For one thing, there are so many twists at the end, and they all come in on the last five minutes. Twist, twist, twist, twist. Its like bad cha-cha choreography. It was the comedian that told one joke too many, or that band that didn’t want to leave the stage after their 3rd encore. Simply put, the movie failed in one aspect for me: “Leave the audience wanting more.” I can’t speak for ALL the Bradley Cooper fan girls out there, though.
If there was one thing this movie sorely needed, it was a better, more relevant ending. I got the vibe from this movie that the screenwriters had like 1 hour before the deadline and no ending. So they took a couple of hits from a joint and typed out the last 5 minutes. Its a shame that this otherwise awesome movie was marred by that ending.
– The Girlfriends
I won’t attack either the acting of Abbie Cornish or Anna Friel, because they didn’t do worse than anyone else. What ticked me off though were their characters. Abbie played Eddie’s girlfriend Lindy. Lindy is an editor for a publication group, and she ends up breaking up with Eddie because his life was falling apart. Then he gets the drug, and she suddenly wants to be with him again. and then she says he’s not authentic and doesn’t want to be with him, and then they get back together, and… well you get the picture. She’s as fickle as the wind, and while that is an established generalization (not always true, but I’m just saying, its there), the problem of the movie is that it doesn’t develop on it. She just can’t make up her mind because… I don’t know. She just can’t. Not a very interesting character there.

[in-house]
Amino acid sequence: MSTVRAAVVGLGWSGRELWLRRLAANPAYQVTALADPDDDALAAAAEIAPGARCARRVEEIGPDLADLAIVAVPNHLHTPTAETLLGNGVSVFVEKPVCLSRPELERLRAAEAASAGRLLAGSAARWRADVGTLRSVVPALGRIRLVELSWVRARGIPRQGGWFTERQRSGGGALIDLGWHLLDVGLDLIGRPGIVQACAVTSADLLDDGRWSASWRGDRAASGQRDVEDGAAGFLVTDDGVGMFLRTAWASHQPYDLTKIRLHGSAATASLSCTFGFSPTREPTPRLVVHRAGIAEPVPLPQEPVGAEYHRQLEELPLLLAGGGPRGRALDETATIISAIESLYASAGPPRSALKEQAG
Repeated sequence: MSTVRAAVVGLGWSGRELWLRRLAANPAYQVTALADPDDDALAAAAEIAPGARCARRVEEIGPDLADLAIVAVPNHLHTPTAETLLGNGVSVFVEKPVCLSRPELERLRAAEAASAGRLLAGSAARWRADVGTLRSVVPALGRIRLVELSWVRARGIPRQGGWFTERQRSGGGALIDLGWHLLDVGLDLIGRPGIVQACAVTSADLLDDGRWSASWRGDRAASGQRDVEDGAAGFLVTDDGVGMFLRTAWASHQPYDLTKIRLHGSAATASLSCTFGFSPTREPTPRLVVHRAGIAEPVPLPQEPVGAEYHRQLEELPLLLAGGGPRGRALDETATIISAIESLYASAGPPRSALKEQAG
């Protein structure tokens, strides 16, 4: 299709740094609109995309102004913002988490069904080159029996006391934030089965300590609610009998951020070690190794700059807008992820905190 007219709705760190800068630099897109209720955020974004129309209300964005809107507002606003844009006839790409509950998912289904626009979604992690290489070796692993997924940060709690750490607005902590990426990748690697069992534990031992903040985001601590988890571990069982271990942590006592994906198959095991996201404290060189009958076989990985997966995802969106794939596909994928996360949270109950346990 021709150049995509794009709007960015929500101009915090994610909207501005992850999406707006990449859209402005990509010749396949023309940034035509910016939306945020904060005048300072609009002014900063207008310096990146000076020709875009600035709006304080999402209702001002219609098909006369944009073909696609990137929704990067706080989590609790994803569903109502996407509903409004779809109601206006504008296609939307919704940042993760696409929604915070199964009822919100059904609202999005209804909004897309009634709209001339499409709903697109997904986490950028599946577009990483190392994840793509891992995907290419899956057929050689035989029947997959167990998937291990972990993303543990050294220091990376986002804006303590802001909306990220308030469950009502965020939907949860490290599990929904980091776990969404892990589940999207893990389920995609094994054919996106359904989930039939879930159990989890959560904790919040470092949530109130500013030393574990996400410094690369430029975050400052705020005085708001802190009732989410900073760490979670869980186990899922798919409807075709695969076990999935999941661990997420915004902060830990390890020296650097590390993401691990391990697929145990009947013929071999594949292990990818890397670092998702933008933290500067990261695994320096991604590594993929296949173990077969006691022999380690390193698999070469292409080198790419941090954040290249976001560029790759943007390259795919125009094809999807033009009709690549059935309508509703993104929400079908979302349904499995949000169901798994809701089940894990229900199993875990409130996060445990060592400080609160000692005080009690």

Anna Friel, of Pushing Daisies fame, plays Melissa, Eddie‘s ex. She’s there to represent a moral compass and comes in as a character to help steer the Eddie towards the realization that eventually comes from movies like this. Her role is actually pretty important in the movie, as in the ten minutes she’s in the movie, she REALLY drives the plot forward. The thing is though when you get to the ending, it just pisses all over the carcass of her plot line. All the setting up to the big confrontation, when Eddie meets Melissa, it becomes meaningless because of the ending, and that’s kind of a buzz kill for me. She was a wasted talent, I have to say. But despite these things, the movie did give me a good time, which is all that I had hoped for, and a bit more.
My Cent’s Worth: 7.5/10
Limitless isn’t a movie that will live on in your head for many years to come, but it definitely is worth the cinema asking price. If you haven’t seen it, go for it! :D